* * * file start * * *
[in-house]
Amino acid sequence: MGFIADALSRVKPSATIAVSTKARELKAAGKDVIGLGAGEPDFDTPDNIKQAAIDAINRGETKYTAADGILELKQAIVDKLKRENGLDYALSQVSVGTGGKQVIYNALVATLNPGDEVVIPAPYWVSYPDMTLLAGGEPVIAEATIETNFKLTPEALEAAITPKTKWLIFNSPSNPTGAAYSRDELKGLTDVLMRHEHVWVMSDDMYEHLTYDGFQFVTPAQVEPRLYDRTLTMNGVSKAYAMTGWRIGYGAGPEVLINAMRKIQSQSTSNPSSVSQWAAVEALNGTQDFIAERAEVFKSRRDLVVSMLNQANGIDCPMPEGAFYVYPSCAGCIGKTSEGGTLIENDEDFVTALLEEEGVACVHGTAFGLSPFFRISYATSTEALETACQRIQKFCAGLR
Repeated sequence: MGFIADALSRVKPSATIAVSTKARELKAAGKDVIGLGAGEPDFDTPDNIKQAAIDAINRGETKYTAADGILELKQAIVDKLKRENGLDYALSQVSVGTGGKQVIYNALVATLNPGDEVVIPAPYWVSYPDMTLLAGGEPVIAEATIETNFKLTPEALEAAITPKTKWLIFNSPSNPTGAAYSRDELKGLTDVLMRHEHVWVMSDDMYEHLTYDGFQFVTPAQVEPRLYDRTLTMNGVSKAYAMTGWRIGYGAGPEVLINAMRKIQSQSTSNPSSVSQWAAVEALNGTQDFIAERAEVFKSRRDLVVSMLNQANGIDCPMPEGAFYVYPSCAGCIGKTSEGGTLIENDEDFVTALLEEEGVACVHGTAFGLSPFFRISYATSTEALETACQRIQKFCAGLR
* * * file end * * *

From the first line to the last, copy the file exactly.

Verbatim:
[in-house]
Amino acid sequence: MGFIADALSRVKPSATIAVSTKARELKAAGKDVIGLGAGEPDFDTPDNIKQAAIDAINRGETKYTAADGILELKQAIVDKLKRENGLDYALSQVSVGTGGKQVIYNALVATLNPGDEVVIPAPYWVSYPDMTLLAGGEPVIAEATIETNFKLTPEALEAAITPKTKWLIFNSPSNPTGAAYSRDELKGLTDVLMRHEHVWVMSDDMYEHLTYDGFQFVTPAQVEPRLYDRTLTMNGVSKAYAMTGWRIGYGAGPEVLINAMRKIQSQSTSNPSSVSQWAAVEALNGTQDFIAERAEVFKSRRDLVVSMLNQANGIDCPMPEGAFYVYPSCAGCIGKTSEGGTLIENDEDFVTALLEEEGVACVHGTAFGLSPFFRISYATSTEALETACQRIQKFCAGLR
Repeated sequence: MGFIADALSRVKPSATIAVSTKARELKAAGKDVIGLGAGEPDFDTPDNIKQAAIDAINRGETKYTAADGILELKQAIVDKLKRENGLDYALSQVSVGTGGKQVIYNALVATLNPGDEVVIPAPYWVSYPDMTLLAGGEPVIAEATIETNFKLTPEALEAAITPKTKWLIFNSPSNPTGAAYSRDELKGLTDVLMRHEHVWVMSDDMYEHLTYDGFQFVTPAQVEPRLYDRTLTMNGVSKAYAMTGWRIGYGAGPEVLINAMRKIQSQSTSNPSSVSQWAAVEALNGTQDFIAERAEVFKSRRDLVVSMLNQANGIDCPMPEGAFYVYPSCAGCIGKTSEGGTLIENDEDFVTALLEEEGVACVHGTAFGLSPFFRISYATSTEALETACQRIQKFCAGLR